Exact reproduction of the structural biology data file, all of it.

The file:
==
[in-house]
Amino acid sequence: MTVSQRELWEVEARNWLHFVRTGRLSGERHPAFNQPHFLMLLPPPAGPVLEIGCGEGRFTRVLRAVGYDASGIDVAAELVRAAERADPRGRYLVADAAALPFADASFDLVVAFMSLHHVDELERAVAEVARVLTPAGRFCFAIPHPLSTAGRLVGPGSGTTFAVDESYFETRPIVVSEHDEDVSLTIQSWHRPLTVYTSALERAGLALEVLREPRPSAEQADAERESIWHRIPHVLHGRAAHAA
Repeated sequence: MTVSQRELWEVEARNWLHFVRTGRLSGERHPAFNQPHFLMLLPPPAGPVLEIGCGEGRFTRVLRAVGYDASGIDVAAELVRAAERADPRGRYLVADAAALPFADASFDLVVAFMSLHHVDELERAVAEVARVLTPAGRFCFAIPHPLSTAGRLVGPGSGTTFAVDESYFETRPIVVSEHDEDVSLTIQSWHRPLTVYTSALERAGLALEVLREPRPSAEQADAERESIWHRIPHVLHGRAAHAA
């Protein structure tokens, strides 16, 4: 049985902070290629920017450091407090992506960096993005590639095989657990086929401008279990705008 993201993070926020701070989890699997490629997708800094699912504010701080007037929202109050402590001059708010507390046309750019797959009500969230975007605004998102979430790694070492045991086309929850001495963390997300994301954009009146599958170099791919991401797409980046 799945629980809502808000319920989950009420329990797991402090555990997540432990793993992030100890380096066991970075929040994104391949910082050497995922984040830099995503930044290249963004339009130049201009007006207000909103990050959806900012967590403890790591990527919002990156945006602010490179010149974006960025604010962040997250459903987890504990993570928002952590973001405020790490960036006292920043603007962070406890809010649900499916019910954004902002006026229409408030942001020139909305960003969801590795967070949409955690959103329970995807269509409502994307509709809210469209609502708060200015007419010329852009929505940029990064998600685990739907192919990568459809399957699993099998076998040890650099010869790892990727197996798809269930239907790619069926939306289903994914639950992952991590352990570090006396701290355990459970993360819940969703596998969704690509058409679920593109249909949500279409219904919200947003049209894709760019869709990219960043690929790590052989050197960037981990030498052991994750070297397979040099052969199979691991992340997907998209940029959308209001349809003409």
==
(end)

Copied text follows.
[in-house]
Amino acid sequence: MTVSQRELWEVEARNWLHFVRTGRLSGERHPAFNQPHFLMLLPPPAGPVLEIGCGEGRFTRVLRAVGYDASGIDVAAELVRAAERADPRGRYLVADAAALPFADASFDLVVAFMSLHHVDELERAVAEVARVLTPAGRFCFAIPHPLSTAGRLVGPGSGTTFAVDESYFETRPIVVSEHDEDVSLTIQSWHRPLTVYTSALERAGLALEVLREPRPSAEQADAERESIWHRIPHVLHGRAAHAA
Repeated sequence: MTVSQRELWEVEARNWLHFVRTGRLSGERHPAFNQPHFLMLLPPPAGPVLEIGCGEGRFTRVLRAVGYDASGIDVAAELVRAAERADPRGRYLVADAAALPFADASFDLVVAFMSLHHVDELERAVAEVARVLTPAGRFCFAIPHPLSTAGRLVGPGSGTTFAVDESYFETRPIVVSEHDEDVSLTIQSWHRPLTVYTSALERAGLALEVLREPRPSAEQADAERESIWHRIPHVLHGRAAHAA
């Protein structure tokens, strides 16, 4: 049985902070290629920017450091407090992506960096993005590639095989657990086929401008279990705008 993201993070926020701070989890699997490629997708800094699912504010701080007037929202109050402590001059708010507390046309750019797959009500969230975007605004998102979430790694070492045991086309929850001495963390997300994301954009009146599958170099791919991401797409980046 799945629980809502808000319920989950009420329990797991402090555990997540432990793993992030100890380096066991970075929040994104391949910082050497995922984040830099995503930044290249963004339009130049201009007006207000909103990050959806900012967590403890790591990527919002990156945006602010490179010149974006960025604010962040997250459903987890504990993570928002952590973001405020790490960036006292920043603007962070406890809010649900499916019910954004902002006026229409408030942001020139909305960003969801590795967070949409955690959103329970995807269509409502994307509709809210469209609502708060200015007419010329852009929505940029990064998600685990739907192919990568459809399957699993099998076998040890650099010869790892990727197996798809269930239907790619069926939306289903994914639950992952991590352990570090006396701290355990459970993360819940969703596998969704690509058409679920593109249909949500279409219904919200947003049209894709760019869709990219960043690929790590052989050197960037981990030498052991994750070297397979040099052969199979691991992340997907998209940029959308209001349809003409």